The shrew is a very small insect-eating rodent, smaller than a house mouse.
During the day, the shrew almost all the time under the ground, because it can not stand the sun’s rays that blind it, and at night often comes to the surface of the earth and catches insects and mice.
The body of the shrew is very well adapted to underground life: the body is long, covered with smooth velvety fur, which the earth does not molest and rolls easily, the muzzle is stretched into a long sensitive proboscis, eyes are slightly noticeable, tightly pressed to the head ears are closed with valves when the shrew is digging in the ground. The color of the wool is dark brown, the bottom is grayish-white. But the shrew legs are delicate and weak and poorly adapted to digging the ground, so shrew digging minks and moves only in the soft loose ground, and in the hard prefer to use other people’s, abandoned minks of different animals and moves, dug moles, in which they are particularly common.
All the movement of the shrew is very agile and dexterous: it perfectly runs, jumps, climbs, and in case of need can even swim. The shrew is constantly at work, always running back and forth, spinning with her trunk and finding food; it is as if she can never eat enough, and several hours of hunger already kill her. Therefore, even for the winter, the shrew does not store food for herself like hedgehogs but continues running under the ground in search of prey. Often, in winter, a shrew woman moves from the forest to human habitation, climbing into stables and barns and settling there to catch mice.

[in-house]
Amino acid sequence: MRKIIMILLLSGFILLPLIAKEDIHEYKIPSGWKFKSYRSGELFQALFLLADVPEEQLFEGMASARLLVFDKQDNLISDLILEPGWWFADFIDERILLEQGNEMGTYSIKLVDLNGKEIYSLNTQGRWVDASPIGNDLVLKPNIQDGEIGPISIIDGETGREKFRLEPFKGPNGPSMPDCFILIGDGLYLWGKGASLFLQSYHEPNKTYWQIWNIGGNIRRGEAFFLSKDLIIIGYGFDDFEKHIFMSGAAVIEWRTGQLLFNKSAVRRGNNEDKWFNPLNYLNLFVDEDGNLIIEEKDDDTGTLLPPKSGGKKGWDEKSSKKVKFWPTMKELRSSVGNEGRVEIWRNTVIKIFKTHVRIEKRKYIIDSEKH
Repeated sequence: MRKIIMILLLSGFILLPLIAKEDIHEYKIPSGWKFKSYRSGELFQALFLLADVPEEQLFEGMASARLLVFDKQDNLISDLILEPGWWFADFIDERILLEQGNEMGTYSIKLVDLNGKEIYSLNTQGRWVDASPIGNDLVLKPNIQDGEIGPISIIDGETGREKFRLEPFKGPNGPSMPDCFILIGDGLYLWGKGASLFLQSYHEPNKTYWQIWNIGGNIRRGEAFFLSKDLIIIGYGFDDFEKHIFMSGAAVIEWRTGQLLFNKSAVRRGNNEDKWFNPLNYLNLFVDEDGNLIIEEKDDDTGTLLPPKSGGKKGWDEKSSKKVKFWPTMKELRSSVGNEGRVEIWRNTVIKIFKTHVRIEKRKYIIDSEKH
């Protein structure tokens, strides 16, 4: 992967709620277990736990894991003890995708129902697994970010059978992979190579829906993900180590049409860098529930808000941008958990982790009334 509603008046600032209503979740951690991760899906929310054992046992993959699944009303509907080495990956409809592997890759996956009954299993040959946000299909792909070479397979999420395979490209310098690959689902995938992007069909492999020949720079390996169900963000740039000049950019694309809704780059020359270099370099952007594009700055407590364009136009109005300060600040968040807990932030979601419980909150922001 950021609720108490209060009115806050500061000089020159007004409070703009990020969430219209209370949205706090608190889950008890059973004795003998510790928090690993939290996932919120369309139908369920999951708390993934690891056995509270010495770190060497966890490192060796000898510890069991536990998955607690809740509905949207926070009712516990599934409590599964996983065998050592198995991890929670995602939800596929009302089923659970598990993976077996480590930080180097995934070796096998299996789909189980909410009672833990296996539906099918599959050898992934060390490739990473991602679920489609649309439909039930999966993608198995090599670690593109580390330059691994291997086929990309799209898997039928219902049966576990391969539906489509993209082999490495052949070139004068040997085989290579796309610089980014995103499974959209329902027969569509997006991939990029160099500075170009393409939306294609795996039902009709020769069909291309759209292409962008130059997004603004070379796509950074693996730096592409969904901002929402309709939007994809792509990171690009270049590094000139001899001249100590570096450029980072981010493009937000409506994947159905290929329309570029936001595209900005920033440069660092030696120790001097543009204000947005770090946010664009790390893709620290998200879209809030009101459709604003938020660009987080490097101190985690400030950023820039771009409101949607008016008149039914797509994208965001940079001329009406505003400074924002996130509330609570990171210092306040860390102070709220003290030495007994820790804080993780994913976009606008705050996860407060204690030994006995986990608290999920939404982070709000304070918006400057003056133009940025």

A shrew is very similar to a mouse, this resemblance often ruins it: dogs, foxes, hedgehogs, and many other mice often catch it and strangle it, probably taking it as a mouse, and then throw it, as no animal will eat shrew because of the disgusting musk smell that this little animal produces. Probably because of this same smell, many people hate shrew and weave all kinds of tall tales about them. For example, in England, this little harmless animal is feared almost as much as poisonous snakes: it is said that its bite is poisonous, that a single touch of a shrew is a harbinger of some misfortune, and that a man or animal, who is “struck by a shrew”, must soon get sick, and many shrews die because of human superstition.
Little shrew cubs are born very weak and helpless, blind, naked, but very soon they grow, grow strong, become on their own legs and scatter in different directions.